This portrait has been reattributed to Lavinia Fontana, who was much in demand as a portrait painter at the end of the 16th century. She trained alongside Agostino Carracci in her father Prospero’s studio in Bologna, although she was forbidden to enrol in the Academy because of its focus on drawing from the nude.

Portrait of a Lady demonstrates Fontana’s painterliness, her mastery of the depiction of lace and jewellery, and her intuitive understanding of structure and form, which she derived from observing antique statuary. Yet in her treatment of the hands, there is little sense of the bone structure beneath the skin. In portraits of the period, the lap dog was a popular symbol of marital fidelity, an essential quality in a good wife.

The main focus of such portraits was not so much to produce a ‘living likeness’, but to represent the most noble aspects of a person’s character. According to the Bolognese noblewoman Lucrezia Marinella, men could win success and honour in many fields, but only ornamentation and dress were available to women as signs of accomplishment. Ironically, these items always remained the property of one’s father or husband. By rendering them with such care, Fontana served her sitter well.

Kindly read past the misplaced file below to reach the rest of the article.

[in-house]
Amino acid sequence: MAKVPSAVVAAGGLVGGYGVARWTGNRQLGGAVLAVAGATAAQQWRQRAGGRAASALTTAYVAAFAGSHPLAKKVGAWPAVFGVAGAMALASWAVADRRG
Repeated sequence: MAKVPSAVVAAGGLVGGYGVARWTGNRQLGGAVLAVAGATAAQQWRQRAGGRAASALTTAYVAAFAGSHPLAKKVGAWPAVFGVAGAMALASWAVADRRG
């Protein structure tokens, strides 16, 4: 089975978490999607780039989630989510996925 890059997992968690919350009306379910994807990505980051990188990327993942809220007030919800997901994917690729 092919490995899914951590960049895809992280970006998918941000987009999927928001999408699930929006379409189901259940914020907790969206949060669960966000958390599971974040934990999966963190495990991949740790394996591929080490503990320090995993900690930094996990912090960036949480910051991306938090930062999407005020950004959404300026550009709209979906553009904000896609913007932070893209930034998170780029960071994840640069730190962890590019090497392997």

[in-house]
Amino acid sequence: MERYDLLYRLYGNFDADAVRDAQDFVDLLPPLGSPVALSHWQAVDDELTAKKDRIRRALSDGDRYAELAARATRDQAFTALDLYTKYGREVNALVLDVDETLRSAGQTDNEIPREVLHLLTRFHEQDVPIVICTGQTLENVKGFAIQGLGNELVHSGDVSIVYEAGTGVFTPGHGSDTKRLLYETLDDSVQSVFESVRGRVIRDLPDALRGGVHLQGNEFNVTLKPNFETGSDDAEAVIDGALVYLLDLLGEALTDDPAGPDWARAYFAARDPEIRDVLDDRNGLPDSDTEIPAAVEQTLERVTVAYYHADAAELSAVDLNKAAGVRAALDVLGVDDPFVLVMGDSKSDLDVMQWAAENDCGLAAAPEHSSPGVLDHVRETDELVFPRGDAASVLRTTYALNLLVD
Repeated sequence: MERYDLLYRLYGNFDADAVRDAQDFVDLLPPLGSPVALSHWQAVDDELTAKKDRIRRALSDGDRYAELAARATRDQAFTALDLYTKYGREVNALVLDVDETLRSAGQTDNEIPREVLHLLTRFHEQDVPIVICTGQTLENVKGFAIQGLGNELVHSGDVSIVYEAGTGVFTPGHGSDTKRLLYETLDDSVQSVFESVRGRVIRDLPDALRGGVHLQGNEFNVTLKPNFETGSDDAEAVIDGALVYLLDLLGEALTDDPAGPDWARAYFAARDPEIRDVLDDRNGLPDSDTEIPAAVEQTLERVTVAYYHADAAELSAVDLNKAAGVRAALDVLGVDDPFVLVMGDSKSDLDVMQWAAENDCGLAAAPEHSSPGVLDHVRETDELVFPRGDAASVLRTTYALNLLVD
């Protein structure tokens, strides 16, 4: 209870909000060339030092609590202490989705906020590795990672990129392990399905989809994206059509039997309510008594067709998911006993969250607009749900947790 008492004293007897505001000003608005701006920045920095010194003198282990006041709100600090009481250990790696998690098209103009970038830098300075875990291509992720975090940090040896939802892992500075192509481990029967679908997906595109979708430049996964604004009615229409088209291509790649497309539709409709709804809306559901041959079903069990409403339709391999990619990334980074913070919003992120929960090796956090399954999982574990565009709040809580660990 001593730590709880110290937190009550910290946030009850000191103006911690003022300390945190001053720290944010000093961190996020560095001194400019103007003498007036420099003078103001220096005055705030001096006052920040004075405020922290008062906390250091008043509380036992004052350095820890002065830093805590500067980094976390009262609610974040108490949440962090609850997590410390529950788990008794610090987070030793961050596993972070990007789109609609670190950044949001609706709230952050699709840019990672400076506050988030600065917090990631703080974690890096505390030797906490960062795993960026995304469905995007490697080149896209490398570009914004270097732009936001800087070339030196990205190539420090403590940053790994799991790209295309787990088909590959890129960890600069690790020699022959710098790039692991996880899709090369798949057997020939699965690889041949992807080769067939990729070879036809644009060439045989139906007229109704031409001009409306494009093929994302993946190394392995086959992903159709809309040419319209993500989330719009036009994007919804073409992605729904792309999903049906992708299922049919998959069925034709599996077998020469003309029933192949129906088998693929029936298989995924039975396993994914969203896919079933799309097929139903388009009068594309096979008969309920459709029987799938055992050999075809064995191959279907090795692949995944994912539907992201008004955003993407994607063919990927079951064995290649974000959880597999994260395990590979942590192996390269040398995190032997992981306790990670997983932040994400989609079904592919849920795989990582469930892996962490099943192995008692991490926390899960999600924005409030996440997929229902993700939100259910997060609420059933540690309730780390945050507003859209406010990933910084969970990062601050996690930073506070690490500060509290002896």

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  • Title: Portrait of a Lady with a Dog
  • Creator: Lavinia Fontana
  • Creator Lifespan: 1552 - 1614
  • Creator Nationality: Italy
  • Creator Gender: Female
  • Creator Birth Place: Bologna, Italy
  • Date Created: 1552/1614
  • Physical Dimensions: w724 x h971 mm (Without frame)
  • Artist biography: Lavinia Fontana was born in Bologna, Italy in 1552. She was the daughter of Prospero Fontana, a leading Bolognese exponent of Mannerism. Lavinia was trained by her father and followed his Mannerist style. She was the first woman artist to have commissions for large-scale and public works as well as portraiture. Her first recorded works, which date from 1575, were small paintings for private devotion. By 1577, she had become established as a portrait painter in Bologna. Her style reflects the formality of central Italian models as well as the naturalistic tendencies of the north Italian tradition. She died in 1614.
  • Type: Painting
  • Rights: Mackelvie Trust Collection, Auckland Art Gallery Toi o Tāmaki, purchased 1956
  • External Link: Auckland Art Gallery Toi o Tāmaki
  • Medium: oil on panel

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